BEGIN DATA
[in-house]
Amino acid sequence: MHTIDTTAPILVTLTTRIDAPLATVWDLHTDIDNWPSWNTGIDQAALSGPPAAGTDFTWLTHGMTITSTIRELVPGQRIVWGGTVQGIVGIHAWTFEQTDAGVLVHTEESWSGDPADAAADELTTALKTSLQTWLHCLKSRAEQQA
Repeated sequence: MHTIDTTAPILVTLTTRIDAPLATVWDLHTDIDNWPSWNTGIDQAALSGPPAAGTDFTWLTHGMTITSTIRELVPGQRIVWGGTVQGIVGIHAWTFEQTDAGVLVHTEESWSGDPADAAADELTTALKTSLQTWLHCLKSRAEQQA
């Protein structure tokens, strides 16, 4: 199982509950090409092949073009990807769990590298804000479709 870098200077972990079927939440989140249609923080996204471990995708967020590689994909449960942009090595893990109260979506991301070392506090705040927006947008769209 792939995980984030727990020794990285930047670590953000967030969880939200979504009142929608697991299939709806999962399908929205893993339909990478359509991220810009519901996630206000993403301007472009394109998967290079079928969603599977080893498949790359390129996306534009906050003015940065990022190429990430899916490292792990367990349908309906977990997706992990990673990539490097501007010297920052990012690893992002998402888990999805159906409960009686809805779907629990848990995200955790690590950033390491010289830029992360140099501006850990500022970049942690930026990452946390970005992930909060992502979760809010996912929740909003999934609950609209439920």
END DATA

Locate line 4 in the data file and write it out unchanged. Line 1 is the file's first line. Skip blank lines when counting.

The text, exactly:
């Protein structure tokens, strides 16, 4: 199982509950090409092949073009990807769990590298804000479709 870098200077972990079927939440989140249609923080996204471990995708967020590689994909449960942009090595893990109260979506991301070392506090705040927006947008769209 792939995980984030727990020794990285930047670590953000967030969880939200979504009142929608697991299939709806999962399908929205893993339909990478359509991220810009519901996630206000993403301007472009394109998967290079079928969603599977080893498949790359390129996306534009906050003015940065990022190429990430899916490292792990367990349908309906977990997706992990990673990539490097501007010297920052990012690893992002998402888990999805159906409960009686809805779907629990848990995200955790690590950033390491010289830029992360140099501006850990500022970049942690930026990452946390970005992930909060992502979760809010996912929740909003999934609950609209439920």